I’ll admit it. The video revolution is leaving me behind, and I’m OK with that.
Not everyone wants to watch video. I don’t spend any time watching video. At all. It’s probably accurate to say I’ve not spent one minute watching a video meme or newsletter this year.
Video is too time consuming. If you watch a video, you are bound by their pacing and time. You’re at the mercy of however long it takes the video to give you the information you want. And it’s that much more disappointing to find out at the end that you wasted your time with it.
I’d much rather read the information than watch a video. If I’m reading, I can get through it much faster. And I can control what content I take in and the amount of time it’s going to take me to get through it.
As a culture, I’m amazed at how much time people spend consuming video content. Between TikTok, Instagram, YouTube, and the hundreds of other popular channels and sources, it seems people are always taking in some sort of video content.
When I watch everyone on a bus or walking the street watching videos, I can’t help but wonder if everyone is watching all of this video, who’s out there actually having life experience?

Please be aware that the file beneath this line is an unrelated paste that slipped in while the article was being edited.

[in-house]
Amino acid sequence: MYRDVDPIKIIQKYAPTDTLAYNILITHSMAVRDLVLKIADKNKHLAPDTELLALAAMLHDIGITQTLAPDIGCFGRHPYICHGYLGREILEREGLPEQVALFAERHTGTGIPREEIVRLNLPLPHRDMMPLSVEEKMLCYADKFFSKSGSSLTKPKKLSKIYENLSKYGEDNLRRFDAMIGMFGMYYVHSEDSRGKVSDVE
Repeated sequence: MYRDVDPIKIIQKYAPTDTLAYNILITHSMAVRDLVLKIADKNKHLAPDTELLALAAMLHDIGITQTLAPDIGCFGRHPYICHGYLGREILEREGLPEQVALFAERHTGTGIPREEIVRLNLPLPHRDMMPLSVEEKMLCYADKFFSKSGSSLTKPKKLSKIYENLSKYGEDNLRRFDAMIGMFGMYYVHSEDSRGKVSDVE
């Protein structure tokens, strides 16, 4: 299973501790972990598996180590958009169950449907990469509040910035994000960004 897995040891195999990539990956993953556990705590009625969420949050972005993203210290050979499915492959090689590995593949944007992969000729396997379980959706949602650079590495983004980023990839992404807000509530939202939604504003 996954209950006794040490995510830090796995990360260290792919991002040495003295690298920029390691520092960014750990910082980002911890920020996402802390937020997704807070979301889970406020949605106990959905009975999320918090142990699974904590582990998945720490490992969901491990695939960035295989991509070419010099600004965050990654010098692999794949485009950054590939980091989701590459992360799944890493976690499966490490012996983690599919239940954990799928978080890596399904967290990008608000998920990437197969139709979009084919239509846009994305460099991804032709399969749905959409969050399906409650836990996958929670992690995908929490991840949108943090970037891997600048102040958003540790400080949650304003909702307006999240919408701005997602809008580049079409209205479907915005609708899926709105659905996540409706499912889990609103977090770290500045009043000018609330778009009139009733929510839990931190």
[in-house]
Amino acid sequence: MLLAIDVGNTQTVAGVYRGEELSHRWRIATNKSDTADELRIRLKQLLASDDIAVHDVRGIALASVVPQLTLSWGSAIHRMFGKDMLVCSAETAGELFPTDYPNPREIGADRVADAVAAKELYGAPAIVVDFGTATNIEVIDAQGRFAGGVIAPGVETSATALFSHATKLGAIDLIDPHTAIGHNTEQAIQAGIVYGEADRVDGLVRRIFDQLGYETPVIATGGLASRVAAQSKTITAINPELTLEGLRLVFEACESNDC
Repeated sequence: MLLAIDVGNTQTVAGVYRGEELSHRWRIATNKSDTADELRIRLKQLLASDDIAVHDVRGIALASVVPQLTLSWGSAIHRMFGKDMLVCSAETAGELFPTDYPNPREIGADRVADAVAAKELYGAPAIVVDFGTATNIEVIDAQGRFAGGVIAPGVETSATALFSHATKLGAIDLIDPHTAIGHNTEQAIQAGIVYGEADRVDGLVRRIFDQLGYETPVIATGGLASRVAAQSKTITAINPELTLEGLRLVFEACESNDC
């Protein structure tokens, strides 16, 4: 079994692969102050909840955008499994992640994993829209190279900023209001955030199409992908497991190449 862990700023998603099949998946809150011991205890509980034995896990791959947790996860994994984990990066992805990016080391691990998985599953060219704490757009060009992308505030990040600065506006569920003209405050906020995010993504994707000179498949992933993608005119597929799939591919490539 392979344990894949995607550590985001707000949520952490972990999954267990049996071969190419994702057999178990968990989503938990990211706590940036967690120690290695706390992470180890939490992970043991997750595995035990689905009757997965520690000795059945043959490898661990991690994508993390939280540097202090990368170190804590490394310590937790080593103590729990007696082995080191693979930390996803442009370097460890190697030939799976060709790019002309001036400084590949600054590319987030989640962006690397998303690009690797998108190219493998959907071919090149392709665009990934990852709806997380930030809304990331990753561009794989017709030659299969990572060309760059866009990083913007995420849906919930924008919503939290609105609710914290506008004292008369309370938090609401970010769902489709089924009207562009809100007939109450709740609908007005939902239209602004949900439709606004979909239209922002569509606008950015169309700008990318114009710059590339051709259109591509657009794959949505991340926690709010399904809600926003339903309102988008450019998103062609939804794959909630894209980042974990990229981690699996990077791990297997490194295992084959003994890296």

And for those who are sharing their experiences via video, do they ever take any time to enjoy the moment themselves? When I’m doing something noteworthy or memorable, I’m immersed in the moment. Taking a video or thinking of sharing it with others couldn’t be further from my mind.
I don’t care what others are doing. I’m more interested in living a life full of my own experiences. When my time inevitably comes, I don’t think I’m going to look back at all the amazing and funny memes and videos I saw. I’m going to remember what I was really there to witness.
It would seem we’ve reached a point, as a society, where people’s first inclination is to capture something on video rather than just take it in, appreciate it, and understand it on their own.
Sadly, I don’t know that there are many of us left who are saddened by this.